The cards were a parody of the popular Cabbage Path Kids. Each doll and card featured a character that had a gross habit and suffered a terrible fate.

The film was poorly reviewed worldwide and is considered to be one of the worst films ever made. Although it didn’t make a loss, it was still a big flop with the film only earning $1.6 million of its original $1 million budget.

4. Honky Tonk Freeway

Honky Tonk Freeway is a 1981 British comedy film which is directed by Hon Schlesinger. The film was one of the most expensive box office flops in history, losing its British backers Thorn-EMI anywhere from $11-22 million and profoundly affecting its fortunes and aspirations. It was financed in part by accountant Roy Tucker’s tax avoidance schemes.

The film received negative reviews: Famously, it was panned by Variety on release and pulled from theatres after just one week.

“The overriding question about EMI’s Honky Tonk Freeway is why anyone should want to spend over $25m. On a film as devoid of any basic humorous appeal … [Its] long-term commercial appeal appears to be almost nil.”

Some have argued that the film can be viewed as a satire on the American way of life and this contributed to its unfavourable critical reception at the time.

3.  Krull

Krull is a 1983 science fantasy film directed by Peter Yates and produced by Ron Silverman. It follows the journey of Prince Colwyn and his group of outlaws on the planet Krull to save future Queen, Princess Lyssa from a creature named “The Beast.’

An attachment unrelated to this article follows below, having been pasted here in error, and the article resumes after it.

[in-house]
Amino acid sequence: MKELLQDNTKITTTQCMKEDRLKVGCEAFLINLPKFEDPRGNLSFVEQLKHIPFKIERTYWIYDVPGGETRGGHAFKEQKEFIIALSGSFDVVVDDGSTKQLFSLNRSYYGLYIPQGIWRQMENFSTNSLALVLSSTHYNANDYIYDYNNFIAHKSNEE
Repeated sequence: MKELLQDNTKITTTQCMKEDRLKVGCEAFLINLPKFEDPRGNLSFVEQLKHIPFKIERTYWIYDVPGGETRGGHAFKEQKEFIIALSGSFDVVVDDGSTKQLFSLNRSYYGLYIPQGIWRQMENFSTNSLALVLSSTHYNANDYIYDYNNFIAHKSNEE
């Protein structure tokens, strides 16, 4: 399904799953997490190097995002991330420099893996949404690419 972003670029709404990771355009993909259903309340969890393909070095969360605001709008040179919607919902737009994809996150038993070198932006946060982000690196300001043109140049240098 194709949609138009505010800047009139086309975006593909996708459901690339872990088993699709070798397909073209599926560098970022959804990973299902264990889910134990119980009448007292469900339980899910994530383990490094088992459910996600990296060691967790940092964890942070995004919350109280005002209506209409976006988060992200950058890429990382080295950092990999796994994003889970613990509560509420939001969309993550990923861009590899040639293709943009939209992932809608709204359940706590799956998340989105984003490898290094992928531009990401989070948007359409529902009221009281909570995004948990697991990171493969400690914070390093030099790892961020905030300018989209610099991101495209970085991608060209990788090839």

The film went through a very dangerous, expensive and harsh production process. Its huge budget came from the designers having to make numerous alterations to the sets because actors like Marshall, Bernard Bresslaw and Freddie Jones had to perform dangerous stunts during filming.

Despite this, the film was a commercial flop. Many criticise its derivative and nonsensical plot, but it has gone on to achieve cult film status.

2. Labyrinth 

This 1986 musical fantasy film is directed by Jim Henson and was executively produced by George Lucas. It was based upon conceptual designs by Brian Froud. Its plot revolves around 15-year-old Sarah’s quest to reach the center of an enormous, otherworldly maze to rescue her brother, wished away by the Goblin King (played by David Bowie.)

According to the New York Times, the film had a budget of $25 million. It only grossed $12.9 million in its U.S. theatrical run. Despite this, and its mixed critical response, it has since gone on to gain a large cult following.

In 2016, it was announced that a reboot was in development, which was later denied by screenwriter Nicole Perlman, describing it instead as a “spin-off” in the same fictional universe.

1. Supergirl

Supergirl is a 1984 British superhero film directed by Jeannot Szwarc and written by David Odell. It is based on the DC Comics character of the same name. It serves as a spin-off from Alexander and Ilya Salkind’s Superman film series.

It was released in the U.K on the 19th July, 1984, but failed to impress critics and audiences alike. It was the first film in the English language to feature a woman as the main superhero lead.

Supergirl earned extremely negative reviews. The film currently holds a 10% rating on Rotten Tomatoes based on 29 reviews with the consensus: “The effects are cheesy and Supergirl’s wide-eyed, cheery heroine simply isn’t interesting to watch for an hour and a half.”

It is widely considered to be a box office bomb after making only $14.3 million in North America.